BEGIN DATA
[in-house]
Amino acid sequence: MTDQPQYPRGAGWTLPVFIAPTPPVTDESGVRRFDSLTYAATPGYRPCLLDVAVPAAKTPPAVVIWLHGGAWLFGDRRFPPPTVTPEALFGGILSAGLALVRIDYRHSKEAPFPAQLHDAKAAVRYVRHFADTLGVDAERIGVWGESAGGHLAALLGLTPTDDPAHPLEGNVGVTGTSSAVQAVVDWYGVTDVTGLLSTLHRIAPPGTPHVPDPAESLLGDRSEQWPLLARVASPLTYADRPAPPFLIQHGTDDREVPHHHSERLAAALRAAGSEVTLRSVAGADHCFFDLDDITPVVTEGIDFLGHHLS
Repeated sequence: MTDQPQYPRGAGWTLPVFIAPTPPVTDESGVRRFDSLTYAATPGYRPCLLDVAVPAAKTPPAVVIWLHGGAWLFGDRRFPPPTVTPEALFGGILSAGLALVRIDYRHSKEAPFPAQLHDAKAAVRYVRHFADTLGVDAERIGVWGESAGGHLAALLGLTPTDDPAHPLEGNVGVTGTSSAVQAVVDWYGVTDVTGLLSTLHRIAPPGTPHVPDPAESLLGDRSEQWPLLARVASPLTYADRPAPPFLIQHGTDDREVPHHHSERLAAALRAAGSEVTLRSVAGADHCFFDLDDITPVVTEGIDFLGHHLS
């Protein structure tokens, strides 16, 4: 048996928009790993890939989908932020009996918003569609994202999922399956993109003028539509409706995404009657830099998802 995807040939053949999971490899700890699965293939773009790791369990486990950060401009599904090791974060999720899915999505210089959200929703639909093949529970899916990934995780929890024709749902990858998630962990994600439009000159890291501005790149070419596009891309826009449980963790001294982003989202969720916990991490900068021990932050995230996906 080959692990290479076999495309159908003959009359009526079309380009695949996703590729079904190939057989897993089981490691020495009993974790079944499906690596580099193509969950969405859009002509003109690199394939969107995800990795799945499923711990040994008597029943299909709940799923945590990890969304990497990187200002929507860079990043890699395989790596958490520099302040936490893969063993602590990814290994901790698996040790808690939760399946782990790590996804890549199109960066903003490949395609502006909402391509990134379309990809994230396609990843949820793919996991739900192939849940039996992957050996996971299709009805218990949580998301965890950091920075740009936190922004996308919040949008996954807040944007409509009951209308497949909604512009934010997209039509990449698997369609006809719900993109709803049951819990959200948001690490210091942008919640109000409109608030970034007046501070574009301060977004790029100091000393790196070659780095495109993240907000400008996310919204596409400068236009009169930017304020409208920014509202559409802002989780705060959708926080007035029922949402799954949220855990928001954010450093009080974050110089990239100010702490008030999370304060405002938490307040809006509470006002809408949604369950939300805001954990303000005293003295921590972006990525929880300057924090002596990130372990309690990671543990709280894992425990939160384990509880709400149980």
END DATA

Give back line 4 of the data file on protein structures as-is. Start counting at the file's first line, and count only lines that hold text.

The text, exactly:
């Protein structure tokens, strides 16, 4: 048996928009790993890939989908932020009996918003569609994202999922399956993109003028539509409706995404009657830099998802 995807040939053949999971490899700890699965293939773009790791369990486990950060401009599904090791974060999720899915999505210089959200929703639909093949529970899916990934995780929890024709749902990858998630962990994600439009000159890291501005790149070419596009891309826009449980963790001294982003989202969720916990991490900068021990932050995230996906 080959692990290479076999495309159908003959009359009526079309380009695949996703590729079904190939057989897993089981490691020495009993974790079944499906690596580099193509969950969405859009002509003109690199394939969107995800990795799945499923711990040994008597029943299909709940799923945590990890969304990497990187200002929507860079990043890699395989790596958490520099302040936490893969063993602590990814290994901790698996040790808690939760399946782990790590996804890549199109960066903003490949395609502006909402391509990134379309990809994230396609990843949820793919996991739900192939849940039996992957050996996971299709009805218990949580998301965890950091920075740009936190922004996308919040949008996954807040944007409509009951209308497949909604512009934010997209039509990449698997369609006809719900993109709803049951819990959200948001690490210091942008919640109000409109608030970034007046501070574009301060977004790029100091000393790196070659780095495109993240907000400008996310919204596409400068236009009169930017304020409208920014509202559409802002989780705060959708926080007035029922949402799954949220855990928001954010450093009080974050110089990239100010702490008030999370304060405002938490307040809006509470006002809408949604369950939300805001954990303000005293003295921590972006990525929880300057924090002596990130372990309690990671543990709280894992425990939160384990509880709400149980």